Narratives can change pretty quickly during the Stanley Cup Playoffs, and the Anaheim Ducks were a strong example of that in the past few days.
The Ducks were a couple of minutes away Sunday night from losing for the third time in four games to the Dallas Stars in their Western Conference First Round series, and facing a Game 7 at Honda Center in the opening round for the second straight season.
Instead, Anaheim forged an incredible comeback, scoring twice in the final 130 seconds of regulation to force overtime and again at 2:47 of the extra period in Game 6 to finish off the Stars and advance to the second round of the postseason for the first time since 2009.
Anaheim will face one of its California rivals in the Western Conference Second Round. The Ducks haven't advanced past the second round since winning the Stanley Cup in 2007, and Bruce Boudreau has yet to do so in his first six seasons as an NHL coach.
Here are five reasons they will have a chance to do so:
1. Ryan Getzlaf, early Conn Smythe candidate
The simple reason: Anaheim is 4-1 when Getzlaf plays, and he has three goals and seven points in five games. The Ducks lost Game 3 when Getzlaf was trying to play through a facial injury for the first time and Game 4 when he couldn't go.
Getzlaf returned in Game 5 and had a three-point night. He faced the toughest competition of any player in the first round, according to ExtraSkater.com's quality of competition metric. When the Ducks needed to slow down Jamie Benn and Tyler Seguin in the third period of Game 5, Getzlaf's line was a big part of that.
He's been the team's best player all season and is likely going to be a Hart Trophy finalist. He and Corey Perry were not great in the 2013 playoffs, but they have been so far in 2014.
2. Depth at every position
The Montreal Canadiens were able to use the same 19 players for every game in a sweep of the Tampa Bay Lightning. The San Jose Sharks were able to use the same 19 players for the first five games against the Los Angeles Kings. Anaheim has already used 25 players, but unlike the Lightning (who also used 25), the Ducks have advanced and the depth is a big reason.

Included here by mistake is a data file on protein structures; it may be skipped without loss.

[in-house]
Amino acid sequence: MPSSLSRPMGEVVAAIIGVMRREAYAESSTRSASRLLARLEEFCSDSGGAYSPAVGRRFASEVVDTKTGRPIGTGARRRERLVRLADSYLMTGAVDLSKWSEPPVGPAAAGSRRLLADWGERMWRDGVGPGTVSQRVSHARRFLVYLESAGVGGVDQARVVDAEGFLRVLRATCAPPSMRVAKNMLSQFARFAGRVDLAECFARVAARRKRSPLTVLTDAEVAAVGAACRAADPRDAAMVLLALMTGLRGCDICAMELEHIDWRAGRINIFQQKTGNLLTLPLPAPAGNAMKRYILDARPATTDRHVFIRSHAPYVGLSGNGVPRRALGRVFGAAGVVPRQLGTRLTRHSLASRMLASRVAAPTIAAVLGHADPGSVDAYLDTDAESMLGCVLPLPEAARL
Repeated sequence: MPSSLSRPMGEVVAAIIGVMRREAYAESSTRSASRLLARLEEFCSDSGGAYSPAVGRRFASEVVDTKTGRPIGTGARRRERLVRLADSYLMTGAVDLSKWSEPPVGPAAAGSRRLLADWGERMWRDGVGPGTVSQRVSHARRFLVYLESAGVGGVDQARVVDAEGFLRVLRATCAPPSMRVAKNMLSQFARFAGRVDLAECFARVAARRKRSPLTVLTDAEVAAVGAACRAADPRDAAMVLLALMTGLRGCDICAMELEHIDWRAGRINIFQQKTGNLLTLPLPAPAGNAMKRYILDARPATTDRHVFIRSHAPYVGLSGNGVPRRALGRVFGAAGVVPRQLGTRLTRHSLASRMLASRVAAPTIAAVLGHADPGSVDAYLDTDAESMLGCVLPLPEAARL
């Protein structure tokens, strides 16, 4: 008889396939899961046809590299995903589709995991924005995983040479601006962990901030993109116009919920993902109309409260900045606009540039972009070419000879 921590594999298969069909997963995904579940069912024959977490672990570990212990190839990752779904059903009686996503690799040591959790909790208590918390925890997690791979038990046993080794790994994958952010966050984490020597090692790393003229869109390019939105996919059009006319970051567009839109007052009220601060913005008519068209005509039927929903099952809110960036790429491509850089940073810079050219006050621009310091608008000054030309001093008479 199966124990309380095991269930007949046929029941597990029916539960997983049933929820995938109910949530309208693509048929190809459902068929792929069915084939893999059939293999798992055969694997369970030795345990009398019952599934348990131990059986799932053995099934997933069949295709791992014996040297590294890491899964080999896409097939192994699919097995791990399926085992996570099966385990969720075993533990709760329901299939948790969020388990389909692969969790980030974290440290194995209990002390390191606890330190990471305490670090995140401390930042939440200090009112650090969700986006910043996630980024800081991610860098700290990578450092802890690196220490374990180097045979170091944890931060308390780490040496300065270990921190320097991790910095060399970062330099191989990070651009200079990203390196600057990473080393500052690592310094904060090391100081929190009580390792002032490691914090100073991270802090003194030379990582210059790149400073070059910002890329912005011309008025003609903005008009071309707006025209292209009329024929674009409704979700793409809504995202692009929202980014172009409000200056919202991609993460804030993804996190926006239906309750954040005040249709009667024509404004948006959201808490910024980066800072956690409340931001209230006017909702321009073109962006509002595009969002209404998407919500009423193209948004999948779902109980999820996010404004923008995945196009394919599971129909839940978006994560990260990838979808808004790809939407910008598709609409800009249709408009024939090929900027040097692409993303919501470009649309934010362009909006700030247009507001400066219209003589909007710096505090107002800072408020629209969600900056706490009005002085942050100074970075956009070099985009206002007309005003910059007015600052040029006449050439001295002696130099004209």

It started with Boudreau choosing rookie Frederik Andersen in goal instead of Jonas Hiller to start the series, but Hiller playing well when called upon in Game 6. The Ducks lost defensemen Stephane Robidas and Hampus Lindholm to injuries, but Luca Sbisa played well in emergency duty. Up front, the Ducks lost Getzlaf for a game, but Boudreau also tinkered a lot because he has so many options.
Depth might be the biggest advantage the Ducks have if they end up engaged in a long series with either the Sharks or Kings.
3. Even the odds with extra man
Dallas was a better team at even strength, particularly as the series progressed. Anaheim counteracted a lot of that with seven power-play goals, the most of any team to this point in the first round.
Four of those extra-man goals came in Game 5, when the Stars outplayed the Ducks for long stretches but Anaheim overwhelmed them on the power play.
4. Succeed against others
Benn and Seguin terrorized the Ducks in this series. The Stars had more than 61 percent of the shot attempts at even strength when those two players were on the ice, but when they weren't, Anaheim was often the better team.
This goes back to the issue of depth, but the Ducks were able to survive Benn and Seguin going toe-to-toe with Getzlaf and Perry because the other players were able to contribute when needed.
5. Comebacks are all the rage
SOG: 12 | +/-: 3
At one point in the third period, Dallas had 46 non-blocked shot attempts (Fenwick) at even strength in the game to Anaheim's 23. The Ducks closed with 16 of the final 18, including the final 13 of the game, including the goal on the only non-blocked attempt of overtime.
Nick Bonino started the comeback and finished it with goals, and in between Devante Smith-Pelly, who wasn't in the lineup at the start of the series, scored his second of the night as well to force overtime.